## A Swedometer First

Welcome to the first Swedometer blog post. As hinted in the **FYI** section, topics will revolve around math and physics modeling. To kick off we take a look at the relative motion of walking up and down an escalator. What is faster, completing the round walk on a moving or a stationary escalator?

I first saw this problem back in my early teens. A friend had taken part in a mathematics contest where it featured in some form or another. I remember another friend and I was quite intrigued at the time, as we thought it was quite a challenging problem.

Solving a problem requires understanding the problem. Well, at least developing an understanding while solving it. It is also important to choose a suitable set of conceptual “tools” for the job. These things typically get easier with experience.

The escalator problem is actually quite easy to solve with a bit of algebra, and only the four basic **arithmetic operations** are needed. But we will try to also argue the solution through visualization, for better understanding.

## Understanding And Modelling The Problem

So what do we need to understand about this problem? Well, let’s start with the fact that velocity is always relative to something. The walker is moving relative to the escalator, but also relative to the surrounding. We could also argue that the escalator, or the surrounding, moves relative to the other two. This discussion of relative motion concerns the choice of **reference frame**, an important part of building a physics model.

Often one can find a reference frame that is “easier” to work with than others. In this case, it would be easy to solve the problem in any of the reference frames mentioned, but we will choose the surrounding as reference. This is probably the most natural for most people, as we tend to think of our surrounding as a fixed background in some sense.

In order to build the model we need to make some assumptions about the system (parts and interactions). First we assume that both walker and escalator move at steady pace. A bystander sees the walker making his way to the top of the escalator, turn around and walk back down. Further, we assume that the walker speed relative to the escalator is the same both ascending and descending.

The speed of the walker in the surrounding reference frame is a combination of the walker and escalator speeds. If we assume that the escalator is moving up (direction does not actually matter for the final answer) we can express the up and down speeds of the walker as seen by the bystander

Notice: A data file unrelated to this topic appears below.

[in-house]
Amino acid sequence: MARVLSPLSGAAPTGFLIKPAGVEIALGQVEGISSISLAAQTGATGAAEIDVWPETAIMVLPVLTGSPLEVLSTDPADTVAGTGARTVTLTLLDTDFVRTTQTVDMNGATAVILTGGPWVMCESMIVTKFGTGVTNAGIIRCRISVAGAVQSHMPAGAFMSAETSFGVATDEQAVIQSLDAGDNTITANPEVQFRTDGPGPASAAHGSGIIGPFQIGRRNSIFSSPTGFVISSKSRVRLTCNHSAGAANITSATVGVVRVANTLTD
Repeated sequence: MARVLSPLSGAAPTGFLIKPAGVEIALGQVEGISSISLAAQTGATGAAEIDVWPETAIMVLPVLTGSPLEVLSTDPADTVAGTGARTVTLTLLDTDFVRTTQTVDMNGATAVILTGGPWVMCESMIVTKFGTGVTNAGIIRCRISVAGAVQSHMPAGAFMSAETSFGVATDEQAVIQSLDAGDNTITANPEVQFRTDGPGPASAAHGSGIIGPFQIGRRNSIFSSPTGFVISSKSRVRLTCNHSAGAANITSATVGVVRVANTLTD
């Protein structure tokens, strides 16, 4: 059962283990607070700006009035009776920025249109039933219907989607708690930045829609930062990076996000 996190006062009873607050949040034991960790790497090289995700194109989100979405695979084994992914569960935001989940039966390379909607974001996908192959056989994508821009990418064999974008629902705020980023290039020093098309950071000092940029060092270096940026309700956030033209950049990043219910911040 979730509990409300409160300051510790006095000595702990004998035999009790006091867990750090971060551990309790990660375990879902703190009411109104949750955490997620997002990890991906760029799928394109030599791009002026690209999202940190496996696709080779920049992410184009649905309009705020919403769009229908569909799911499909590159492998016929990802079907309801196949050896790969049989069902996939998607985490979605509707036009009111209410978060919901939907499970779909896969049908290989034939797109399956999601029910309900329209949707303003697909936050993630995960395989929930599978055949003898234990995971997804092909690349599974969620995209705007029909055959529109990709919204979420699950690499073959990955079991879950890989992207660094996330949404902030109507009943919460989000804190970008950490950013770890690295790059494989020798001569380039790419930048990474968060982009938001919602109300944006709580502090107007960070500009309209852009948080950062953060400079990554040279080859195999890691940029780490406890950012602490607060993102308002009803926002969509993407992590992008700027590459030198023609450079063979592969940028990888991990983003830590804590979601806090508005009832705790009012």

\(v_{up}=v_{walk}+v_{esc} \tag{1}\)

\(v_{down}=v_{walk}-v_{esc} \tag{2}\)

Let the escalator length be \(L\). The total walk time is then

\(t = \frac{L}{v_{up}} + \frac{L}{v_{down}} \tag{3}\)

Next we take a closer look at these equations.

## Taking The Problem To The Limit

To better understand a problem it is often useful to take it to extremes. And no, not going crazy, but finding limiting cases where the problem kind of breaks down. For example, we may look at the relation between walker and escalator speeds.

What is the slowest escalator speed? Zero, a stationary escalator. What is the fastest escalator speed? Well, if the escalator moves faster than the walker, the walker will be unable to walk against the escalator. This means we need not consider escalator speeds faster than the walker speed. So the upper limit is an escalator speed equal to the walker speed, in which case the walker will never finish. In mathematical terminology, we say that the time taken goes to \(\infty\) (**infinity**).

So to recap, we have a finite time for a stationary escalator, and an infinite time for equal walker and escalator speeds. All other escalator speeds of interest lie in between these two limits. Should not all travel times of interest, in consequence, lie in between those two limiting times? If so, we have already found our answer, the stationary escalator would result in the fastest walk.

It is probably possible to prove this mathematically using **theorems** of **monotonic functions**. But we will leave that for undergraduate calculus classes, and instead focus on visualizing the relative motion.

## Graphical Results

The video below shows a comparison between walking up and down a stationary and a moving escalator. In this example the walking speed is twice that of the moving escalator. The result is a clear victory for the walker on the stationary escalator.

**This playlist** holds more examples with different walking speeds. All of them show the walker on the moving escalator taking an early lead, only to be overtaken on the way down by the walker on the stationary steps.

To further convince ourselves that a stationary escalator is indeed quicker to walk up and down, we aim for a more general representation. The answer should be independent of the length of the escalator, so let’s try to find an alternative expression to equation (3), which is independent of \(L\). To do this we express the time taken for a moving escalator relative to the time taken for a stationary escalator, as \(t_{rel}\). And we express the escalator speed relative to the walker speed, as \(u=\frac{v_{esc}}{v_{walk}}\). Using equation (3) we can then express the relative time as

\(t_{rel} = \frac{1}{1-u^2} \tag{4}\)

The graph below plots equation (4). The reference is the stationary escalator, with \(u=0\), which takes a relative time \(t_{rel}=1\). It is then seen that a moving escalator, with \(u>0\) always takes longer time \((t_{rel}>1)\).

Hence, it follows that walking up and down a stationary escalator is the faster alternative.